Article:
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Bearing the burden of a revolution

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Mohammad Fadhel Al Obaidly

Advisor, Public Opinion Research Center

Tag: Middle East Security
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When a revolution lasts too long, the rebels may well forget why they sparked it in the first place! The question dangling over Syria right now is: What is the goal of this revolution? Is it the military defeat of the regime or freedom and real democracy for all Syrians?

Defeating Bashar Al Assad and his Syrian loyalists militarily is possible, but the price will be exorbitant and the long range consequences inconceivable and certainly tragic

Toppling the dictatorship and building a new Syria is also possible, but it will take a long time. The cost of this change is inevitable, but it will undoubtedly be less in the second option. Many will argue that the revolution in Syria has reached the present stage because of regional interference. However, Syrian rebels should have a clear answer to this question: What do we want?

While the fighting continues everywhere in Syria, not answering this question of goals turns the whole scenario into one of visual deception. It is true that the opposition is gaining ground, but what should that lead to? What next?
Some will suggest that the armed struggle will continue in order to liberate all Syrian land down to Damascus or Qardaha, the hometown of the Al Assad family. If this is the case, then we are talking about the first option.

Unfortunately, the Syrian opposition is not only divided over who represents the Syrian people and has the right to speak for the rebels, but also over the final goal of the revolution. This has been the main obstacle from day one of the revolution. And while the first protests in February 2011 were purely civilian and the demands were just freedom, the regimes propaganda aimed at conveying one message to the world: Muslim extremists are behind the protests. Actually the regime was inviting Al Qaida, and they have never been late. When some rebels took up arms to defend their hometowns and families, it was just a matter of time until the uprising turned into an armed one.

As a result, the civilian dimension in the Syrian uprising has gradually faded away. Now, the uprising is a special case it is not like the Tunisian or Egyptian model or even the Libyan model. While Arabs and the world were united against Muammar Gaddafi, the Syrian regime can rely on solid support from some key countries.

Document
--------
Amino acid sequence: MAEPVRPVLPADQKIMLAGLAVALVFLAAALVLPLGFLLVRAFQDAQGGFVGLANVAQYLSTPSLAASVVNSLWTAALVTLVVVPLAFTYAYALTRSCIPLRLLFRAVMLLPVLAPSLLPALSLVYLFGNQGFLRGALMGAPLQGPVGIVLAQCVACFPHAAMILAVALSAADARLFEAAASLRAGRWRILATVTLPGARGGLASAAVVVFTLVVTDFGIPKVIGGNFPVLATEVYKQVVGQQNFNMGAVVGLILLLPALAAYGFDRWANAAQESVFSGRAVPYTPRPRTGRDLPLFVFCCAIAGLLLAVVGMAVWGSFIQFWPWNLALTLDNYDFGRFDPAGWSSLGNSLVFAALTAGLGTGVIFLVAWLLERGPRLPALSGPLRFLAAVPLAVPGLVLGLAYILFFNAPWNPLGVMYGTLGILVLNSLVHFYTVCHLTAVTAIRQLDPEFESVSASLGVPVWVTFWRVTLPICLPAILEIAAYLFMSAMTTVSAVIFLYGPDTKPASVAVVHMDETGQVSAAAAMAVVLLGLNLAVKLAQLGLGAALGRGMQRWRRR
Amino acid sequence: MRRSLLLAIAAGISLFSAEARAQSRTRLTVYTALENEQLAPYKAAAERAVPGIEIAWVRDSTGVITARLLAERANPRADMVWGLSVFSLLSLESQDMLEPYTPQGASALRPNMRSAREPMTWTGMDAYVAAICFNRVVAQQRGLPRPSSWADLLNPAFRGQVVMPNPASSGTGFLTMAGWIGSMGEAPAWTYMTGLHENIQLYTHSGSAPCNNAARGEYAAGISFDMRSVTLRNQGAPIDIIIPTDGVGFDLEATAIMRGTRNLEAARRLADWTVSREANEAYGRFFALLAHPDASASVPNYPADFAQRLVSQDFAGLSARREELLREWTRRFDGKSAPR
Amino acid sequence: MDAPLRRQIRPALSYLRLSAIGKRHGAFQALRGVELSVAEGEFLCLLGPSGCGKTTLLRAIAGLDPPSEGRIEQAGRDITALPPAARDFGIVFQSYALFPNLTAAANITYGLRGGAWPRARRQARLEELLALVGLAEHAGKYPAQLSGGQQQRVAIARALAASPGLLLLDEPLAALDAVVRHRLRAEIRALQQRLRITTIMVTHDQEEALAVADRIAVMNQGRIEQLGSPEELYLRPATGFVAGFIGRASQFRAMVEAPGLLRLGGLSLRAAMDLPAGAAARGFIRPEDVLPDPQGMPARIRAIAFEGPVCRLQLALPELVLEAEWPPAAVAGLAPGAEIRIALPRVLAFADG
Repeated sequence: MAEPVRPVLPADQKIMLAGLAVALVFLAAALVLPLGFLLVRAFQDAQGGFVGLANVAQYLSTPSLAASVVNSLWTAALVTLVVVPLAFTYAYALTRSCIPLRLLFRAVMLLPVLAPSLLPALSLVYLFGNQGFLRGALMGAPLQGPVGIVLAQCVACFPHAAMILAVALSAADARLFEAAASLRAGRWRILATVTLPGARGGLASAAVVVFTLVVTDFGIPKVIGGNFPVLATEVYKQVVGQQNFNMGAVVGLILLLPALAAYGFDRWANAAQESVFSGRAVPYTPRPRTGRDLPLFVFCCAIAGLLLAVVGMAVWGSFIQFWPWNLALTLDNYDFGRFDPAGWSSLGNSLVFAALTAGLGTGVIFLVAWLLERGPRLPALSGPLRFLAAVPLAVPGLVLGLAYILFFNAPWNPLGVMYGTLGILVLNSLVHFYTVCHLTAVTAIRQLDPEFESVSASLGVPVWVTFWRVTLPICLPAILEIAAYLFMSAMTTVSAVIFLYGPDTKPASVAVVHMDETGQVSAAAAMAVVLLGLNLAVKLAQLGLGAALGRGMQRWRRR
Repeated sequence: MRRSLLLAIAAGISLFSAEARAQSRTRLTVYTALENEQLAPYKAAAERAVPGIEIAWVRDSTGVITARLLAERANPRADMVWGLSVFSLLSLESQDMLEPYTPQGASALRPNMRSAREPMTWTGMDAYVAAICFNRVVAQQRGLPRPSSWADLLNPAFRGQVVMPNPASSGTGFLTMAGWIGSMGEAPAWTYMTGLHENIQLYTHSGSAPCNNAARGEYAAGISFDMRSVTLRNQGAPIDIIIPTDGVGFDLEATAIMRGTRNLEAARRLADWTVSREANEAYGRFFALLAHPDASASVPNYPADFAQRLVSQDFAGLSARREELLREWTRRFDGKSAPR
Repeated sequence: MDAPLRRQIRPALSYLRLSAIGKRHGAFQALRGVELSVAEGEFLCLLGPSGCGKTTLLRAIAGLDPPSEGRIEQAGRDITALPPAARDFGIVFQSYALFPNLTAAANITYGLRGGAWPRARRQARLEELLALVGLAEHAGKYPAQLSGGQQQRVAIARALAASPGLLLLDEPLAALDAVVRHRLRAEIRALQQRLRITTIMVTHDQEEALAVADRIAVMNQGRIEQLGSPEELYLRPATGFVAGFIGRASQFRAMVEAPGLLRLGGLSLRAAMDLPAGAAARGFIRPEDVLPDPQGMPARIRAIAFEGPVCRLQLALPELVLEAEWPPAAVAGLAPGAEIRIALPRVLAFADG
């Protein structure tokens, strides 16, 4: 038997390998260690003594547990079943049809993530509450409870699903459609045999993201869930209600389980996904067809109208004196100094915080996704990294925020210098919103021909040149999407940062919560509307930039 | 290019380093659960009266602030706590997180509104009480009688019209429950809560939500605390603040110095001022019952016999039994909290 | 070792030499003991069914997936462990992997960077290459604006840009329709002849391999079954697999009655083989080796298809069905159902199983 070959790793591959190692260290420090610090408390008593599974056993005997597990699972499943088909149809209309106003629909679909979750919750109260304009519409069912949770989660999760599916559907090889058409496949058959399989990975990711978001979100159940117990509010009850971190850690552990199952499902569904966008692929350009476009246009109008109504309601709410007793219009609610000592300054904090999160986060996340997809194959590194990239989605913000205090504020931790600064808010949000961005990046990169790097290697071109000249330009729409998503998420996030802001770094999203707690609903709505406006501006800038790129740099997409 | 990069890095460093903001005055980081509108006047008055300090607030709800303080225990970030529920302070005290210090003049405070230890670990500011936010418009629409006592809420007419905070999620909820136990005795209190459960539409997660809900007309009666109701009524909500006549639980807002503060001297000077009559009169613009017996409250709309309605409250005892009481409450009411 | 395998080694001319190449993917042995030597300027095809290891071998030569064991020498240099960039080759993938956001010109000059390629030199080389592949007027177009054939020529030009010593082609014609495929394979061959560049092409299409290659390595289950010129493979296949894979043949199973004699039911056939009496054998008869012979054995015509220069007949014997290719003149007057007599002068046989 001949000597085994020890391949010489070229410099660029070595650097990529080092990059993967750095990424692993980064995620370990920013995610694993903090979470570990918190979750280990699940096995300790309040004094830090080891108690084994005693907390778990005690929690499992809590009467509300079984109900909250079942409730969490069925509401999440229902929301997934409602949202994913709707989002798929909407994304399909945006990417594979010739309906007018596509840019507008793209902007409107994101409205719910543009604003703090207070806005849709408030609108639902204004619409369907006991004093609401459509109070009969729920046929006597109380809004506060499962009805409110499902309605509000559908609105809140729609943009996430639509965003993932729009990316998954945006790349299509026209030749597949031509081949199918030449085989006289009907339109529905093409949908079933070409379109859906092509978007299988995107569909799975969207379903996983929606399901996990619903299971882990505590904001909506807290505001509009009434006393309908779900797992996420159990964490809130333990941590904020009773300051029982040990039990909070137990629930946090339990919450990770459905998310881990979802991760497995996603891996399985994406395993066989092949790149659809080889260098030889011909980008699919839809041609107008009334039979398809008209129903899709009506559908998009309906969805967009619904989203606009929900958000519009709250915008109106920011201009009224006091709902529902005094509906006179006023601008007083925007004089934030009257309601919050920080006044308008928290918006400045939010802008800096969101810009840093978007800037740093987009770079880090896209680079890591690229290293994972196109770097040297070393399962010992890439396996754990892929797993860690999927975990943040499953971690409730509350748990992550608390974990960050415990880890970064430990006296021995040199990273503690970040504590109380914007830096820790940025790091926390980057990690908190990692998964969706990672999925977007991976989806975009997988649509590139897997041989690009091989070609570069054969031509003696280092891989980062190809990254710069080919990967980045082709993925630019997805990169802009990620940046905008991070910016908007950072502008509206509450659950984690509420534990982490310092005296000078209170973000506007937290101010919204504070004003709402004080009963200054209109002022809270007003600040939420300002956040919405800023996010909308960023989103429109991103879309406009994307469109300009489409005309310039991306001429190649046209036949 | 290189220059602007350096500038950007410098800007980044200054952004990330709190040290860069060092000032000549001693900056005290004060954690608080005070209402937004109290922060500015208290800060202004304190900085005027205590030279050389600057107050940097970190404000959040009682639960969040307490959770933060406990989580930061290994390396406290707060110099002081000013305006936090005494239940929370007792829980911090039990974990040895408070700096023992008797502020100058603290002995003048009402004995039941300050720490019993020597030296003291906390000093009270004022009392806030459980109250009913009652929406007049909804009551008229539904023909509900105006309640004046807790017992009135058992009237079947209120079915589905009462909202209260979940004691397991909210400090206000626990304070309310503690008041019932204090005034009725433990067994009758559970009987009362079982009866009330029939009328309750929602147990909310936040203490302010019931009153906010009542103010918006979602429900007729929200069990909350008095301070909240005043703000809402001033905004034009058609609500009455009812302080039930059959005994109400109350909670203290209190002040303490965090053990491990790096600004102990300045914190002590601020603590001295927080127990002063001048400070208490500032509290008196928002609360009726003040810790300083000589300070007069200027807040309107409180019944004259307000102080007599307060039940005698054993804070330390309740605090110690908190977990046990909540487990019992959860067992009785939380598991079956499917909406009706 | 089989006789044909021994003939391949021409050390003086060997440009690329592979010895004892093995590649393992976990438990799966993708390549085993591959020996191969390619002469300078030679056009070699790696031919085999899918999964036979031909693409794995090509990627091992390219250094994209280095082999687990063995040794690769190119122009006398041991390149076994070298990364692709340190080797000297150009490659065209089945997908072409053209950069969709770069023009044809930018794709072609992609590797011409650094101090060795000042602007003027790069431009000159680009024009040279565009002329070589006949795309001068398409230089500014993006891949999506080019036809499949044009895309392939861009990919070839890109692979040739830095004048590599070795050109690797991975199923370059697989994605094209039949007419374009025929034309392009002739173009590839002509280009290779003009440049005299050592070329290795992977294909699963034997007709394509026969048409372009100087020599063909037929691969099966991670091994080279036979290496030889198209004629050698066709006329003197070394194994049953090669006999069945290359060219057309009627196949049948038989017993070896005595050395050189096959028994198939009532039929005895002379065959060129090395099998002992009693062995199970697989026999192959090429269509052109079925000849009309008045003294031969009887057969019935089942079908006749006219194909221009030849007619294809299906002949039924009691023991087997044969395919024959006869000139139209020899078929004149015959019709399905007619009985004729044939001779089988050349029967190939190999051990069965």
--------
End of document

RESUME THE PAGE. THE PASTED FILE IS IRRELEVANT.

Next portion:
Turning the civilian uprising into an armed one might not have been a mistake, but turning the struggle into one between Sunnis and Alawites is deadly. And with the growing fears about Islamists among the rebels, the Syrian opposition is getting more and more fragmented and paralysed. The longer the fighting continues without agreement on goals, the more it looks like a proxy war.

The suffering of the people will continue. If people know exactly why they are sacrificing their lives and bearing the burden of a struggle, they will accept the price. However, if the goal is vague, they will raise their voices which they are beginning to do, as reports emerge of wrongdoing by some rebels. These might be isolated incidents, but their recurrence and growing indications of factional ambitions in liberated areas have given credence to these voices.

During the Italian occupation of Libya, the late Libyan rebel leader, Omar Al Mukhtar, was asked why he did not end the suffering of his people and stop a hopeless fight against the Italians. He replied: Yes they are suffering, but none of them told us to lay down our arms and stop the fight because they know that Im fighting for their freedom.

Syrian people have the right to know why they should pay the price of this revolution: Is it for democracy, justice, equality and dignity or for an Islamic state or to divide Syria into sectarian states?

It is true that regional players have interfered in Syria, but the Syrian opposition and rebels bear responsibility for accepting this interference.

So, as the fighting continues, many wonder why, when the regime offered dialogue, the opposition never tried to test the regime's intentions? Why have those who support an armed struggle never spoken about a political one? Hence many wonder: Who can dialogue on behalf of the Syrian people? What are the peoples' expectations?              

Originally Published in Gulf News January 20 2013

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